Prince Rupert Gas Transmission Project route map. (TransCanada website)

LNG pipeline for northwest B.C. still active

The 900km Prince Rupert Gas Transmission Project by TransCanada received approvals to expand

Despite the cancellation of the Pacific NorthWest LNG’s project on Lelu Island, the TransCanada Prince Rupert Gas Transmission Project is still alive.

The B.C. Environmental Assessment Office has approved of an amendment to alter the project description to increase its footprint by 53 hectares and increase the number of construction workers by 200 by adding two more work camps and eight additional compressor units.

The approval document is dated Dec. 20, 2017 for a pipeline project that was geared to service Petronas’ liquefied natural gas project before it was cancelled on July 25.

READ MORE: WCC LNG office to close in Rupert

Following Petronas’ announcement to end its project TransCanada stated on its website that it would review the options related to the proposed pipeline project “as we continue to focus on our significant investments in new and existing natural gas infrastructure to meet our customers’ needs.”

The specifics on how the pipeline will be used are still not known. Unfavourable market conditions ended Petronas’ ambition in Prince Rupert as well as other LNG projects in the area. Shell pulled its LNG project on Ridley Island in March, Nexen withdrew from its Digby Island LNG project in September and ExxonMobil-led WCC LNG closed its community office in December. But with this recent provincial amendment it is clear this project is still active.

READ MORE: Provincially approved LNG pipeline project faces legal hurdle

In the amendment document, the environmental assessment office stated they consulted with Lax Kw’alaams Band, Metlakatla First Nation, Gitanyow Hereditary Chiefs, Gitxsan Nation, Kitsumkalum First Nation, Nak’azdli Band, Takla Lake First Nation and Tl’azt’en Nation.

“Lax Kw’alaams Band and Metlakatla First Nation raised questions about the potential impact of the additional camps on local infrastructure and services,” the document states. However, the actual location of the camps are still unknown. TransCanana said it would aim to reduce impacts on local infrastructure.

The 780 kilometres of land based pipeline and 120 kilometres of marine based pipeline would end at Lelu Island, near Port Edward. The project received approvals in January 2017 from the B.C. government after the National Energy Board approved the northeastern pipeline with 45 conditions in April 2015.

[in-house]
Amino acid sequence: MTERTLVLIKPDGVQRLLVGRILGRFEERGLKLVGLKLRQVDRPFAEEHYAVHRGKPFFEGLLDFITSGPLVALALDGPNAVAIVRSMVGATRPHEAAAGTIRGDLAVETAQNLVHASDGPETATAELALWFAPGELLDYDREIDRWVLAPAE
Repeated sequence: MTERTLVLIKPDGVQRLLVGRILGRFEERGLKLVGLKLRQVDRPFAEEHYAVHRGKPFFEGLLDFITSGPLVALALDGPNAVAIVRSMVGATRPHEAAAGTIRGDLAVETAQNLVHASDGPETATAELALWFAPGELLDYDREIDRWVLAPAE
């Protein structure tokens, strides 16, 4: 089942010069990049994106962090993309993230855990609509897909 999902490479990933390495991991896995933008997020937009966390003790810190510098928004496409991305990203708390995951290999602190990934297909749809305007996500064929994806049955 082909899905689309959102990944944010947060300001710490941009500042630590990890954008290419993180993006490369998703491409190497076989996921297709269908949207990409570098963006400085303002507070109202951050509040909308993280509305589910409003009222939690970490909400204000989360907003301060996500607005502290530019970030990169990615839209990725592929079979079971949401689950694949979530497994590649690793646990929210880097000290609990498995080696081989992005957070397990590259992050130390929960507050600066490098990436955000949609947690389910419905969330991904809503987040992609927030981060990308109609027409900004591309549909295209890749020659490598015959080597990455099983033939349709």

READ MORE: Gitxaala sign LNG pipeline benefits agreement

 

shannon.lough@thenorthernview.com 

Like us on Facebook and follow us on Twitter 

Aurora LNGPacific NorthWest LNGPrince Rupert Gas TransmissionTransCanada

Get local stories you won't find anywhere else right to your inbox.
Sign up here

Just Posted

Local Food Initiative wants public feedback for possible Garden Tour

Survey suggests some people are concerned about the RCMP, after last year’s tour

MP Morrison pushes for accountability following federal fiscal update

Kootenay-Columbia parliamentarian says it is time to restart the economy

UPDATED: Interior Health to add 495 long-term seniors care beds

Nelson, Kelowna, Kamloops, Vernon and Penticton to receive new facilities

Updated: Revelstoke RCMP searching Columbia River for possible body

Three boats and a helicopter searched the river and the shoreline in the area

Revelstoke Save-On-Foods compaign raised almost $2,000 for food bank

The grocery chain raised $300,000 for food banks across western Canada

B.C. records 62 new COVID-19 cases, two deaths since Friday

Province has just over 200 active cases

Summerland approves solar project

Despite community opposition, council voted 4-3 for Cartwright Mountain location

Police search for suspect in assault on woman in downtown Kelowna

Kelowna police received a report a woman had been assaulted by an unknown man on July 12

‘Trauma equals addiction’ – why some seek solace in illicit substances

Part 2: Many pushed into addiction by ‘toxic stress,’ says White Rock psychologist

Hotel rooms for B.C. homeless too hasty, NDP government told

Businesses forced out, but crime goes down, minister says

Two positive COVID-19 cases at Oliver farm

The risk of exposure to the general public related to this farm is considered to be low

Oliver Town Hall closed to public as staffer displays COVID-19 symptoms

One staff member at Oliver Town Hall is being tested for coronavirus

Wage subsidy will be extended until December amid post-COVID reopening: Trudeau

Trudeau said the extension will ‘give greater certainty and support to businesses’

B.C. government prepares for COVID-19 economic recovery efforts

New measures after July consultation, Carole James says

Most Read